Topic: General

Links I Liked

Charlie Hebdo dominated the week. Here’s the best reaction piece I’ve seen so far (h/t Chris Blattman), and my two favourite cartoonist responses. For UK aid wonks: Simon Maxwell summarizes the OECD DAC peer review of Britain’s aid, raising some tough questions for DFID. Bloomberg Billionaires is tracking the wealth of the megarich. The world’s […]

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Why gay rights is a development issue in Africa, and aid agencies should speak up

Hannah Stoddart, on secondment as Oxfam’s advocacy manager in Rwanda, calls for aid agencies to take a stand in defence of beleaguered gay rights in Africa (and I ask you to vote on her suggestion) First Gambia, then Chad. Recent months have seen two more countries join the rising tide of State-led homophobia sweeping across […]

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Where do the world’s poorest people actually live? Big new databank on multidimensional poverty launched today

Has it ever struck you as pretty bonkers that we usually discuss poverty at national level, equating giant countries like India, with tiny islands whose population would disappear without trace in a single Indian city? If so, you, along with happy poverty nerds everywhere, should check out today’s Multidimensional Poverty Index from Sabina Alkire and […]

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Working With The Grain: an important new book on rethinking approaches to governance

Even though it’s relatively short (223 pages), Working With the Grain (WWTG) took me two months to finish, but I’m glad I did. It adds to a growing and significant body of literature on ‘doing development differently’/’thinking and working politically’ – Matt Andrews, Adrian Leftwich, David Booth, Diana Cammack, Sue Unsworth etc. (Like Matt and […]

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How many people? What do they read? 2014’s most popular posts + visitor stats for the year

Had a much less traumatic Christmas than last year (at least until I stepped on the scales) but now it’s back to work, so let’s start with the blog stats and most popular posts of 2014 (I’ll skip the flops). First of all, a huge thanks to all of you who continue to read, comment […]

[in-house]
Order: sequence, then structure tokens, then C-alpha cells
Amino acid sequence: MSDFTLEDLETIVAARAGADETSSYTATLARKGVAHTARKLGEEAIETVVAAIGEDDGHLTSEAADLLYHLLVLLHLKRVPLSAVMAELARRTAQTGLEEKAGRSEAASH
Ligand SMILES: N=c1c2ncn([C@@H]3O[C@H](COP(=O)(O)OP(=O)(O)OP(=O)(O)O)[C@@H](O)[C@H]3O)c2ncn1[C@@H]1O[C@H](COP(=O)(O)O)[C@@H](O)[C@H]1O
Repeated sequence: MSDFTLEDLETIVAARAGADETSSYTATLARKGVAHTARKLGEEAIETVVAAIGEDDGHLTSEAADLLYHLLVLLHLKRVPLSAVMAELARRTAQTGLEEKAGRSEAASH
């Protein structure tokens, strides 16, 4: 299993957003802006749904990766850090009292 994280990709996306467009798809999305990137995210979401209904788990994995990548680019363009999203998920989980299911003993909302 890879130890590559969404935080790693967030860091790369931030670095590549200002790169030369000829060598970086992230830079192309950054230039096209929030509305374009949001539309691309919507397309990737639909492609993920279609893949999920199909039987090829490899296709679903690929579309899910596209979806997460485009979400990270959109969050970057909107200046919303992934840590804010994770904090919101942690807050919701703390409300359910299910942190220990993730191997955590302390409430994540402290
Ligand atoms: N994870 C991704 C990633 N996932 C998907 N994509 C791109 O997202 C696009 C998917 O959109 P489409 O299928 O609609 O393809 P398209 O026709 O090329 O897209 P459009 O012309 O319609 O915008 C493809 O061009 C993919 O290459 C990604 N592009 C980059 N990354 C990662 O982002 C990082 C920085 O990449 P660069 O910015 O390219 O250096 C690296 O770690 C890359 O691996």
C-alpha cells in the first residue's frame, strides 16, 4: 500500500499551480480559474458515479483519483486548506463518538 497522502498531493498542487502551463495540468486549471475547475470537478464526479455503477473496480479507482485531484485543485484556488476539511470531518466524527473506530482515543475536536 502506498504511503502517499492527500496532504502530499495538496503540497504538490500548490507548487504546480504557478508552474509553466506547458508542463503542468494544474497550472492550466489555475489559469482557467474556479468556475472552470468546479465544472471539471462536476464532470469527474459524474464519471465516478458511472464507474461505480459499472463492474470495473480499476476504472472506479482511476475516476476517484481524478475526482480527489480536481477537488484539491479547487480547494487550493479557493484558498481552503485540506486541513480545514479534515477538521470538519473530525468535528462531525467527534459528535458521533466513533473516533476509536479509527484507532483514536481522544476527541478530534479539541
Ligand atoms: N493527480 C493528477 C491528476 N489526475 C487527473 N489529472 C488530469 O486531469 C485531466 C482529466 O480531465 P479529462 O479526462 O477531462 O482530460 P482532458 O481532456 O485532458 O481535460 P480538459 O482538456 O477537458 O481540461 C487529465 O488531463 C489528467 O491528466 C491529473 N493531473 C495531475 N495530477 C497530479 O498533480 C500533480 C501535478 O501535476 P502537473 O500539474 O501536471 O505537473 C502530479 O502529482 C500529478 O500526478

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Links I liked

Bumper crop of tweets last week, and here are some of the best. And with that I’m signing off for Christmas – see you in 2015. Highest % of children in poverty in the developed world: 1 Greece; 3 Spain; 4 Israel; 6 US; 16 UK; 41 Norway [h/t Conrad Hackett] Fascinating analysis of the […]

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$2 leaving developing countries for every $1 going in – big new report on the state of global financial flows

A very useful new report from Eurodad, published today, provides ‘the most comprehensive review of the quantity of different financing sources available to developing countries, and how they have changed over the past decade.’ This in the run up to the big UN summit on financing for development (FfD) in Addis Ababa in July 2015. […]

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The new World Development Report (on mind, society and behavior): lots to like, but a big fail on power, politics and religion

This probably doesn’t need saying, but the World Development Report is a big deal. The World Bank’s annual flagships have a track record of shaping debates on particular issues, and raising them up the endlessly churning development agenda. So it pays to pay attention. This year’s WDR, published this month, is on ‘Mind, Society and […]

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Links I liked

This week’s selection from last week’s @fp2p twitter traffic  Relative girls & boys school enrolment worldwide. Red = more boys; Blue = more girls; Yellow = about equal. It’s getting complicated, people [h/t Conrad Hackett] The Harvard business school professor v the Chinese takeaway. Bonkers. [h/t Aditya Chakrabortty] Let’s talk governance and institutions: The recent […]

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The Living Wage: a remarkable story of global progress – how big could it get?

A few years ago, I was struck by the fervour with which a student activist acquaintance of mine, Stefan Baskerville, talked about the Living Wage. Every holiday he would leave his life of student activism (and occasional study) in Oxford and head for the East End of London, where he worked for Citizens UK, a […]

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How can small countries make a difference with their aid programmes?

Had a fun couple of days in Malta last week – amazing place, dripping with history – massive battlements, the Knights of Malta (right), amazing blinged-up churches, and some spectacular Caravaggios (my favourite one below). I was there to deliver a Kapuscinski Lecture  on ‘Citizen Empowerment and Mobilization’ – I’ll link to it when it goes online. […]

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You can’t take a supertanker white-water rafting: what future for International NGOs?

This post also appears on the ‘Practice for Change’ blog I try to avoid those endless bouts of INGO navel gazing, but don’t always succeed. Which is lucky, because recently, I had a really interesting session on ‘the future of INGOs’ at La Trobe University’s Institute for Human Security and Social Change in Melbourne. I […]

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